Date of Award


Document Type

Independent Study

Degree Name

Master of Science (MS)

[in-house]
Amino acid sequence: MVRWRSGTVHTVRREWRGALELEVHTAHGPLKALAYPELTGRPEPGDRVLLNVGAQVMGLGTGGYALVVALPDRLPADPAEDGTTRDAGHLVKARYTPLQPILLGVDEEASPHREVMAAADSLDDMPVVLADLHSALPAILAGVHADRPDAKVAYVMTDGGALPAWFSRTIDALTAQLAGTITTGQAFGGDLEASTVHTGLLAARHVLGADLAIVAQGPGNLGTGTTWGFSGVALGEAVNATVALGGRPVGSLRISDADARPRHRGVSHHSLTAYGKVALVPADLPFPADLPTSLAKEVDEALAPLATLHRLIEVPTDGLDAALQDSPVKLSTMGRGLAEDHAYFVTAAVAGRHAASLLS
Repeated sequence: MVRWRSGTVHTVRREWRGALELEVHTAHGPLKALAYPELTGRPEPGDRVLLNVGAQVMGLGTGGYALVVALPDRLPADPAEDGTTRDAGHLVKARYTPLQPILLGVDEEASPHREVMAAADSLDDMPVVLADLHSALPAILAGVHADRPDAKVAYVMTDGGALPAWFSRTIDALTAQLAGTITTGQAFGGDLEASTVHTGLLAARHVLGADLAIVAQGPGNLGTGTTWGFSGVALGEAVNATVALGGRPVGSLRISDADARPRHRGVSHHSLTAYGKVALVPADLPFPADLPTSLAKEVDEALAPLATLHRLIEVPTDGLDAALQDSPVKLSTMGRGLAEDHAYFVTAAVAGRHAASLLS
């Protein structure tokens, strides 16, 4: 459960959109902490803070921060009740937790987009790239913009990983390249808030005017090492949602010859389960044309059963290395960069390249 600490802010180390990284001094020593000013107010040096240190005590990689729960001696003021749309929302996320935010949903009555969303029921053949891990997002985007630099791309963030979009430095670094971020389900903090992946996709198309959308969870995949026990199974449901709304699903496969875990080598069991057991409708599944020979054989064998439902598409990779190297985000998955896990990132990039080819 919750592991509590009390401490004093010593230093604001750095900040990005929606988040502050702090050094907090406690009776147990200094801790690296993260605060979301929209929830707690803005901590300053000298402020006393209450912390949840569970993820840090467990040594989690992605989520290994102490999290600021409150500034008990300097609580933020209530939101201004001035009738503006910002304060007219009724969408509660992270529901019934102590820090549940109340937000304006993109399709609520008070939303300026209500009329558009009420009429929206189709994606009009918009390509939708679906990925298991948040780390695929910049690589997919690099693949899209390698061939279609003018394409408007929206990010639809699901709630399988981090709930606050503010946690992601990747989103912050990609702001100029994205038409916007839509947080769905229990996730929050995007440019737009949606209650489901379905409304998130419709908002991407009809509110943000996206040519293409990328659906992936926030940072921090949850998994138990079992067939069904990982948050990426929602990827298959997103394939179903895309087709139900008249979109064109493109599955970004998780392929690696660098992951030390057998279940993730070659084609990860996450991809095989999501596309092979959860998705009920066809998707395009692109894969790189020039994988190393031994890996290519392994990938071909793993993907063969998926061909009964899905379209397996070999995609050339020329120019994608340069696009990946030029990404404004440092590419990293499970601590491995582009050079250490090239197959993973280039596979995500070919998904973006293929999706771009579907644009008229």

Current estimates place over one-third of the adult population in the obese category. Obesity is associated with a number of pathophysiologic disturbances that complicate the anesthetic course for these patients. The increasing prevalence of obesity and the established positive outcomes for surgical weight loss therapies have led to obese patients presenting for surgery at a rapidly increasing rate. Obesity places the surgical patient at an increased risk for cardiovascular events, respiratory dysfunction, airway management difficulties and increased postoperative pain. It is imperative for the anesthesia provider to be aware of these risks, unique anesthesia considerations, along with alternative therapies, which include the use of dexmedetomidine as an adjunct to general anesthesia, for the obese adult surgical patient. A comprehensive evidenced based literature review was conducted regarding this topic. A physiologic framework was used to guide this independent project. Dexmedetomidine provides several benefits when used as an adjunct to general anesthesia in the obese population. Dexmedetomidine has been shown to reduce intraoperative inhaled anesthetic and opioid requirements, provide excellent postoperative pain control, reduce the incidence of cardiorespiratory events, and provide a better recovery from anesthesia compared to traditional anesthetic techniques. This study was designed to raise awareness of the physiologic and anesthetic considerations of obesity as well as the many benefits dexmedetomidine can provide as an adjunct to anesthesia. This infom1ation will allow the anesthesia provider to recognize the potential complications encountered in obesity and tailor an anesthetic plan of care in order to improve perioperative outcomes and delivery of anesthetic care. Keywords: dexmedetomidine, obesity, anesthesia adjunc